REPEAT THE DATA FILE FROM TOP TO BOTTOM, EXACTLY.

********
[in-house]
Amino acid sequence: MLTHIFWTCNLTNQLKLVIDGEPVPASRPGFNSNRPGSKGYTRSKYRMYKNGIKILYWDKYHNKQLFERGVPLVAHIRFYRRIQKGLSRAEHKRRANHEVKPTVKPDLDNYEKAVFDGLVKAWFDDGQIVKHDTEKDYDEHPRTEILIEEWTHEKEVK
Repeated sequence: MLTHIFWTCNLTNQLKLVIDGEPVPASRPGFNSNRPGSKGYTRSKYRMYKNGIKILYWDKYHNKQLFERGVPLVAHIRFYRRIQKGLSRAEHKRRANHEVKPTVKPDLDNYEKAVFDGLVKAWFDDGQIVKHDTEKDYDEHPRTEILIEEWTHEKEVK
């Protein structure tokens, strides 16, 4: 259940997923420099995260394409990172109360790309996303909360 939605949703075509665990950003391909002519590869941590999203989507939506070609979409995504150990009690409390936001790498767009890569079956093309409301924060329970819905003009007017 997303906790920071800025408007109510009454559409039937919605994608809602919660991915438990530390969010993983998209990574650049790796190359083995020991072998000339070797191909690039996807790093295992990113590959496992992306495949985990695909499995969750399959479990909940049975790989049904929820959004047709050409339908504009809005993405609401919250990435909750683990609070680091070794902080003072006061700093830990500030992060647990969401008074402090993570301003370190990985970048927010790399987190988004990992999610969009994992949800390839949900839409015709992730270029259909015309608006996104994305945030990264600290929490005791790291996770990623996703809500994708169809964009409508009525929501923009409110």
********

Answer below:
[in-house]
Amino acid sequence: MLTHIFWTCNLTNQLKLVIDGEPVPASRPGFNSNRPGSKGYTRSKYRMYKNGIKILYWDKYHNKQLFERGVPLVAHIRFYRRIQKGLSRAEHKRRANHEVKPTVKPDLDNYEKAVFDGLVKAWFDDGQIVKHDTEKDYDEHPRTEILIEEWTHEKEVK
Repeated sequence: MLTHIFWTCNLTNQLKLVIDGEPVPASRPGFNSNRPGSKGYTRSKYRMYKNGIKILYWDKYHNKQLFERGVPLVAHIRFYRRIQKGLSRAEHKRRANHEVKPTVKPDLDNYEKAVFDGLVKAWFDDGQIVKHDTEKDYDEHPRTEILIEEWTHEKEVK
């Protein structure tokens, strides 16, 4: 259940997923420099995260394409990172109360790309996303909360 939605949703075509665990950003391909002519590869941590999203989507939506070609979409995504150990009690409390936001790498767009890569079956093309409301924060329970819905003009007017 997303906790920071800025408007109510009454559409039937919605994608809602919660991915438990530390969010993983998209990574650049790796190359083995020991072998000339070797191909690039996807790093295992990113590959496992992306495949985990695909499995969750399959479990909940049975790989049904929820959004047709050409339908504009809005993405609401919250990435909750683990609070680091070794902080003072006061700093830990500030992060647990969401008074402090993570301003370190990985970048927010790399987190988004990992999610969009994992949800390839949900839409015709992730270029259909015309608006996104994305945030990264600290929490005791790291996770990623996703809500994708169809964009409508009525929501923009409110």